How are we going to fill that gap—and still provide the services that the public wants—the education system that our state needs to remain competitive nationally and internationally? How are we going to pay for the prisons and public safety personnel we demand?How are we going to weed out the greedy CEO’s and corporate polluters who don’t hesitate to decimate our communities or destroy our resources for their own profit?

The right-wing fringe has been working to bleed the state dry, thus privatizing everything from our universities to our prisons (already partially accomplished), to our freeways and water systems. Why does this matter? Because their only interest is profit, not people.

We must figure out ways to meet the severe economic challenges created by an almost decade-long national policy of indifference and uncontrolled corporate greed and corruption in the private-sector. We must also work to stimulate job growth by educating a creative and competent work-force through our once outstanding University and Community College systems.

But whatever we do here in California, we can’t return our state to its former prominence until we rid ourselves of the undemocratic and burdensome super-majority rule. We are a democracy where our government is supposed to be based on the principle of majority rule. Today a small minority is able to defeat the will of the majority which calls for the wealthiest corporations and individuals to pay their fair share. Instead, they continue to call for–and receive tax breaks for the biggest and richest corporations. By further draining our state’s coffers, our students are forced to pay those taxes by increasing their fees to attend college, by closing the doors to higher education and the hope and opportunity for the future of our people and our state.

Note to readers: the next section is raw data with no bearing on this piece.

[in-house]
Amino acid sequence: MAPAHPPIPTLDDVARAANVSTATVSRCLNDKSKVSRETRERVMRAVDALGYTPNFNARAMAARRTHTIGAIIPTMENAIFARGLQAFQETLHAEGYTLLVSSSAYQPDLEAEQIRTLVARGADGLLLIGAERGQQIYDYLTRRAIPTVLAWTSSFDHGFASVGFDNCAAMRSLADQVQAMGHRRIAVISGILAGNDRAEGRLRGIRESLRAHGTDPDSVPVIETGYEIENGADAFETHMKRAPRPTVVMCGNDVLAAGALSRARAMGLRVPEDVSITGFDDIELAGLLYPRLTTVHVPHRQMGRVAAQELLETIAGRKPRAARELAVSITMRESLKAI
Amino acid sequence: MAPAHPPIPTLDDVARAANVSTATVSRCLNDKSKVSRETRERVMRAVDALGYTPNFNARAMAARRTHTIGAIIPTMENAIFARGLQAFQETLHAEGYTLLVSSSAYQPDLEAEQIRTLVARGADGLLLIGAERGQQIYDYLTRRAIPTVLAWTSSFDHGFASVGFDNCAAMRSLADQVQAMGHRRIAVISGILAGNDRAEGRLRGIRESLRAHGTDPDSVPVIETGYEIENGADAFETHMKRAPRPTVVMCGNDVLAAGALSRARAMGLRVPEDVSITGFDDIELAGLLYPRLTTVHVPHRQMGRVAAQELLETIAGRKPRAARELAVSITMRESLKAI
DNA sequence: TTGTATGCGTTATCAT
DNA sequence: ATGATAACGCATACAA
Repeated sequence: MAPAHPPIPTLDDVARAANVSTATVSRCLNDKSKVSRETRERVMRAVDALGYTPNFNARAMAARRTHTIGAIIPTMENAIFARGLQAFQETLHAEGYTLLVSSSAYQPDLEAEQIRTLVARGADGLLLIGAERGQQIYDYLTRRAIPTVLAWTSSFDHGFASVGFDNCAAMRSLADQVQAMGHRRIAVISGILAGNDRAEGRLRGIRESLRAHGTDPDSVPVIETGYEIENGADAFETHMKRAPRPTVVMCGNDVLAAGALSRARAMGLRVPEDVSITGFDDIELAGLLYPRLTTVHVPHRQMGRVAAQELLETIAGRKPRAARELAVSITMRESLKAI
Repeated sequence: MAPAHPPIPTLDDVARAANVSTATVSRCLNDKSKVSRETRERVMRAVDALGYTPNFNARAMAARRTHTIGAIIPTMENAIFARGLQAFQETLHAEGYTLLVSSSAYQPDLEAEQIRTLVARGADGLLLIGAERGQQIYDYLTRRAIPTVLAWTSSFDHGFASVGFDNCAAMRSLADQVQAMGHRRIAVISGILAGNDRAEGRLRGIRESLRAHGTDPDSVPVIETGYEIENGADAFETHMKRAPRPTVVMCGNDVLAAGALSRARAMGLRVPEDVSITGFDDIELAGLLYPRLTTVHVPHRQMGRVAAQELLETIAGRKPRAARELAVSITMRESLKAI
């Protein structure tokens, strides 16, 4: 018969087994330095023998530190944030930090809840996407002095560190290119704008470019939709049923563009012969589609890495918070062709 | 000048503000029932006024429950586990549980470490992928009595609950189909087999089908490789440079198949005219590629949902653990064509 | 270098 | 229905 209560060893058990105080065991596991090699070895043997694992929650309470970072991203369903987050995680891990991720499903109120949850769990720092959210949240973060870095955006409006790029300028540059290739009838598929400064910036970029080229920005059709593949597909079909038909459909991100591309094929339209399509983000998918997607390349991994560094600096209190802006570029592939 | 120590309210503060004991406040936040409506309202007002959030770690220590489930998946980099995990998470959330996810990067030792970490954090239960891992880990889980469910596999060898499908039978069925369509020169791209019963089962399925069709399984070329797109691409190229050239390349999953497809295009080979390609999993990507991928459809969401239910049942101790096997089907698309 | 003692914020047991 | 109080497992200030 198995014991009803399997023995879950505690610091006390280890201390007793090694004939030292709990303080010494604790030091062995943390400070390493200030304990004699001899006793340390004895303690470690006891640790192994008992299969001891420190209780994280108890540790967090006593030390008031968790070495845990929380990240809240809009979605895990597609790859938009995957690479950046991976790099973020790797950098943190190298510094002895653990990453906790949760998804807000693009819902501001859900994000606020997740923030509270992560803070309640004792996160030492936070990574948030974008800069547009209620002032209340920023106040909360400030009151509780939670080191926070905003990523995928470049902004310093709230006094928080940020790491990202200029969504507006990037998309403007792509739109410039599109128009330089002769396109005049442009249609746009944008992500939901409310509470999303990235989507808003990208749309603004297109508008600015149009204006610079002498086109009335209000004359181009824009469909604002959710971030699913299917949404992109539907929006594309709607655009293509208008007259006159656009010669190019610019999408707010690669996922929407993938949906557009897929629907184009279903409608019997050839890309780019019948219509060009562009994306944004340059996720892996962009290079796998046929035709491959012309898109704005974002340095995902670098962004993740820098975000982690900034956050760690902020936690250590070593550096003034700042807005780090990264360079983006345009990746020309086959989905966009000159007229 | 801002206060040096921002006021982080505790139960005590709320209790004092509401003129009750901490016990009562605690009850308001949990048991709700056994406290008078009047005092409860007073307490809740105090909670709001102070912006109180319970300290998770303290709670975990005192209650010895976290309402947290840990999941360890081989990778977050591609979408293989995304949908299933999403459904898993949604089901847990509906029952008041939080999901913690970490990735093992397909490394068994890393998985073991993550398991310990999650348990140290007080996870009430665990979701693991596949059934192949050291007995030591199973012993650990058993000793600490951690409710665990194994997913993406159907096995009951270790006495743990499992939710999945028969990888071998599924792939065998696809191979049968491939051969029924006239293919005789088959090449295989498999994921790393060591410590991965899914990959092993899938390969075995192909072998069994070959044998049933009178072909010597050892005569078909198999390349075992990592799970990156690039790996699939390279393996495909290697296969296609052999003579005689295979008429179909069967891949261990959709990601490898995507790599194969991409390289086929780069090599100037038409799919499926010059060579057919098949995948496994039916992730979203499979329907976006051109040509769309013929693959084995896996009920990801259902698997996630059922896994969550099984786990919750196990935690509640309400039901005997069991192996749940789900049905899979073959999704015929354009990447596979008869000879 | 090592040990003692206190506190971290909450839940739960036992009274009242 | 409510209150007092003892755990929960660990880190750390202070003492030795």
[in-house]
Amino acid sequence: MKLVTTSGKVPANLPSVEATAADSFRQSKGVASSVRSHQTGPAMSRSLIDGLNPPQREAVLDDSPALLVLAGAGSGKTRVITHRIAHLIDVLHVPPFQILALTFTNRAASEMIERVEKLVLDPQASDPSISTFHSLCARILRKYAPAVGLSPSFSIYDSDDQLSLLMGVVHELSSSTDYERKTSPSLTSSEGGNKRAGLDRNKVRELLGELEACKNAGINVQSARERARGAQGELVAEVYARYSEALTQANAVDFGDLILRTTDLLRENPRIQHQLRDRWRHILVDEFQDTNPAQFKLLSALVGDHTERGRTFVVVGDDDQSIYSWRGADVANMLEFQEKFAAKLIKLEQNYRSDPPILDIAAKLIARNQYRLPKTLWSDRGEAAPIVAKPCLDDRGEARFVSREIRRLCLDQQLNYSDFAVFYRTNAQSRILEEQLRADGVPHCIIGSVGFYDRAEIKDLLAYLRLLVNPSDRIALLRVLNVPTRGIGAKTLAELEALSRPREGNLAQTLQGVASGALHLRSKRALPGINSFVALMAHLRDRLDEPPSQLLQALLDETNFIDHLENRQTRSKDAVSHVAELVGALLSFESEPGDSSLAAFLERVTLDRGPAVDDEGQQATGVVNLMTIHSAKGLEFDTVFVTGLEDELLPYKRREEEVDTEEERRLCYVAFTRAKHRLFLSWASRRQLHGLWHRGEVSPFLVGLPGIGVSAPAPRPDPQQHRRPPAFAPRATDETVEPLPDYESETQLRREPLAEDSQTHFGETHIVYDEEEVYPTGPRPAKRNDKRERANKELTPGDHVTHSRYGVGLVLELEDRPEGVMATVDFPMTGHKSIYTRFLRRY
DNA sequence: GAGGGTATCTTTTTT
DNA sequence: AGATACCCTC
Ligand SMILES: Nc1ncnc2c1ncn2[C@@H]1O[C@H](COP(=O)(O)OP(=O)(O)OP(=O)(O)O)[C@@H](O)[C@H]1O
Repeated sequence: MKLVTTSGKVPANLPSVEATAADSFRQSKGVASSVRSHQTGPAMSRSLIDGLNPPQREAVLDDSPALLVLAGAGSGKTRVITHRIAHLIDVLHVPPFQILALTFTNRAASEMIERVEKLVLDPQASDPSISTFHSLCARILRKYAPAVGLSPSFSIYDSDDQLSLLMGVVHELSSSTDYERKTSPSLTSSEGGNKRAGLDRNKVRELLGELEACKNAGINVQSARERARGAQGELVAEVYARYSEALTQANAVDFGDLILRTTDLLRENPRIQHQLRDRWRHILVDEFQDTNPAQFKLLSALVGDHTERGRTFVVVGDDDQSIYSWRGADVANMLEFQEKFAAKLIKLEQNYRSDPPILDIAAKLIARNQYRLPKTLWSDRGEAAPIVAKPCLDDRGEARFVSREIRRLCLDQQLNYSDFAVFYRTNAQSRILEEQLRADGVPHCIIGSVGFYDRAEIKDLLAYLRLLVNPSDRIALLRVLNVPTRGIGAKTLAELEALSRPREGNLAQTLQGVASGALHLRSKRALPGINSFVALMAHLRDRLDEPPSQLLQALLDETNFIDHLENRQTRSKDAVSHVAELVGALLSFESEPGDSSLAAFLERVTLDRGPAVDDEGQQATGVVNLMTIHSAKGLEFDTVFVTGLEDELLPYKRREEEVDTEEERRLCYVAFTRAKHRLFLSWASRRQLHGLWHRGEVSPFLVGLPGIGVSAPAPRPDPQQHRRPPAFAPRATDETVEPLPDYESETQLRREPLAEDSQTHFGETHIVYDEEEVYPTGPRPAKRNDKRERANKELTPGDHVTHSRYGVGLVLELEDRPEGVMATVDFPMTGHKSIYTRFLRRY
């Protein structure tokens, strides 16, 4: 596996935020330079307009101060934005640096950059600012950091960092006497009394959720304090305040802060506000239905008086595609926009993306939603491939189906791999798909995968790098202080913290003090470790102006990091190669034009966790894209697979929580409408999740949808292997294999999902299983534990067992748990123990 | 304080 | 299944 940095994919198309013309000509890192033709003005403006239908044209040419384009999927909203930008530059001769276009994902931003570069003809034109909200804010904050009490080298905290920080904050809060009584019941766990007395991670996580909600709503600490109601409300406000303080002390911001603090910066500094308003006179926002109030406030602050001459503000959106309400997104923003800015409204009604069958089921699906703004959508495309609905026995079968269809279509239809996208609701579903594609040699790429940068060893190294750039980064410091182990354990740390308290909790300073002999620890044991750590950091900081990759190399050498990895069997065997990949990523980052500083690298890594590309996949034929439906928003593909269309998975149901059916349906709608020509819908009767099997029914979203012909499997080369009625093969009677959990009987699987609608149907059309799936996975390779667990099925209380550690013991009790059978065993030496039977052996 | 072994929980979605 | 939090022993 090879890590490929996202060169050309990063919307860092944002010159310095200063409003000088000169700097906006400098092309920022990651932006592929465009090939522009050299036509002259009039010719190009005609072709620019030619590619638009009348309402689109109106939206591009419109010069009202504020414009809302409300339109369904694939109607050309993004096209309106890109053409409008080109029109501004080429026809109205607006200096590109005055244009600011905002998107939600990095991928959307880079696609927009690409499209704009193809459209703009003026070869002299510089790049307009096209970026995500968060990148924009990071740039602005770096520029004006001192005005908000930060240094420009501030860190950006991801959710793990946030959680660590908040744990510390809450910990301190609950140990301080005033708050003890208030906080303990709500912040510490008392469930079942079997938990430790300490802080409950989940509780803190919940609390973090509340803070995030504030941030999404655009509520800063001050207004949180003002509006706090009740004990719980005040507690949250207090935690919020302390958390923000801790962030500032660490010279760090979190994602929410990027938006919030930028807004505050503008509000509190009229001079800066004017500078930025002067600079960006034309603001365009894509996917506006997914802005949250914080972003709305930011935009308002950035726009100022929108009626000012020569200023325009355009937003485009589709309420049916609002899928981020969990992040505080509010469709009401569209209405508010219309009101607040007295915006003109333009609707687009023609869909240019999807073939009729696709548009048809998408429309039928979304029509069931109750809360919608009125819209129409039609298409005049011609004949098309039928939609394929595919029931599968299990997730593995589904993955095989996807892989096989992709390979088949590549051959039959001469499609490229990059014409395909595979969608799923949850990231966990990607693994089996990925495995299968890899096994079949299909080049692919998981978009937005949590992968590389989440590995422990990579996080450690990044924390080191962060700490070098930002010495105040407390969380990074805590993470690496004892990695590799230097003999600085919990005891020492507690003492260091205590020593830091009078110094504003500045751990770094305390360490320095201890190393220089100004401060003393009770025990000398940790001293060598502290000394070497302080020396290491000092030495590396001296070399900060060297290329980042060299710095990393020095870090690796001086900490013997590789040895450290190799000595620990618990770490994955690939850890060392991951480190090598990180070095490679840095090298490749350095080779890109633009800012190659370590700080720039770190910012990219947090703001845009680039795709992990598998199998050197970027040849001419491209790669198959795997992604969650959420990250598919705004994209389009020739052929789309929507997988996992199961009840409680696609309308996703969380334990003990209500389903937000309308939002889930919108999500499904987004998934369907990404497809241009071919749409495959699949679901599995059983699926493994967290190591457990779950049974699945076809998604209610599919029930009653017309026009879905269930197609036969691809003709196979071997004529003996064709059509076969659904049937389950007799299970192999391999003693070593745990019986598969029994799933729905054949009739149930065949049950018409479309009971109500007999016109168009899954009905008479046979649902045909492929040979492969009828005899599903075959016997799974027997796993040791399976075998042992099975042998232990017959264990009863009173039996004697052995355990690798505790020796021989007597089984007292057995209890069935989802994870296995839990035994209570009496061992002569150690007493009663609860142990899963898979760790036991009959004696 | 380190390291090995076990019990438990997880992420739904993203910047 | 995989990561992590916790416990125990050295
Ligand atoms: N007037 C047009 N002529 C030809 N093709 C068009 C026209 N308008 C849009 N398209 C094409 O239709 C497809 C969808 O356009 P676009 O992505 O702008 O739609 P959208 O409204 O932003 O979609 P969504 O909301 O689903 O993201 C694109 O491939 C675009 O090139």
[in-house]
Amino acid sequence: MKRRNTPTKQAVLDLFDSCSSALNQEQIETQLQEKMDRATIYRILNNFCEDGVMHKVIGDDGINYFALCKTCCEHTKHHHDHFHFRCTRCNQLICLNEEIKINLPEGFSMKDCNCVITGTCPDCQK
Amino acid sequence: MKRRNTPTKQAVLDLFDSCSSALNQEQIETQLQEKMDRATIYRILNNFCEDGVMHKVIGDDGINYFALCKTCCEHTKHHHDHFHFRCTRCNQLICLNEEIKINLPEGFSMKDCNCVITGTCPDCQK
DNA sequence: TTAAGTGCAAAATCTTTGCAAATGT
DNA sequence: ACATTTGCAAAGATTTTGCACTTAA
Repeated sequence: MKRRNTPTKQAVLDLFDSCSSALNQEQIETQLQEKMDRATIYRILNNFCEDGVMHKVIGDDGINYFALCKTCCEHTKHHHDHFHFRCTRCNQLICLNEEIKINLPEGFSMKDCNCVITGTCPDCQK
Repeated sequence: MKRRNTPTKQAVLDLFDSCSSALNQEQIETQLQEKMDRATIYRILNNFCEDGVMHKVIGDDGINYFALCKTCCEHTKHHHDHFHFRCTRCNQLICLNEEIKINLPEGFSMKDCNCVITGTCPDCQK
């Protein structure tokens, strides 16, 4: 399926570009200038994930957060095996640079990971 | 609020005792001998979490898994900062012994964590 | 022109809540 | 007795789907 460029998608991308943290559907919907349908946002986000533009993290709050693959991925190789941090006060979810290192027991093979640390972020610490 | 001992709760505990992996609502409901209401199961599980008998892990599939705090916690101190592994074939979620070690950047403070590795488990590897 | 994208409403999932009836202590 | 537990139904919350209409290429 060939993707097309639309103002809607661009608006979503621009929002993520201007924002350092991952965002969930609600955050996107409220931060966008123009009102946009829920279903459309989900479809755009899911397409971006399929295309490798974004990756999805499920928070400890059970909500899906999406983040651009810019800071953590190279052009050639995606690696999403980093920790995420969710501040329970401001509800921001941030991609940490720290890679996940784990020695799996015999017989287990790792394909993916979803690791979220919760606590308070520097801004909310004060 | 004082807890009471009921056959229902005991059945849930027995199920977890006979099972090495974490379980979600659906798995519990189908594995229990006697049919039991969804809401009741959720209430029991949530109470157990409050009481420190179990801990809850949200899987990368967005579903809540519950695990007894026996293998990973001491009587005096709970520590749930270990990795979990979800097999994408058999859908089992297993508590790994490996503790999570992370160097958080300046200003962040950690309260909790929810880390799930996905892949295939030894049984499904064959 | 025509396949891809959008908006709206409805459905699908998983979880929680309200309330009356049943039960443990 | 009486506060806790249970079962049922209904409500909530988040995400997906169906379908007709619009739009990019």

So-let’s return California to majority rule, close tax loopholes of billions of dollars given to the largest and richest corporations, require oil companies to pay an oil extraction tax like they  pay in every other oil drilling state in the country—that’s Alaska, Texas, Louisiana and Florida—not exactly big tax-oriented states— and use that money to fund our education system.

Stopping the bleeding won’t be easy in an economy decimated by under-regulated banks, Wall Street and other financial companies that took the opportunity to destroy the American economy during the Bush administration’s watch. The answer is simple: bring back majority rule and California will put its house back in financial order without further destroying the institutions and programs that made us the envy of the world.

Until we do that, the bleeding will continue. Without majority rule, Big Oil, multi-national corporations and the uber-wealthy won’t be required to pay their fair share. The simple fact is that we can’t afford to carry these special interest groups any more. We need to invest in our children, not big corporations, if our state is to survive and flourish. Let’s stop the bleeding now—and hope it isn’t too late.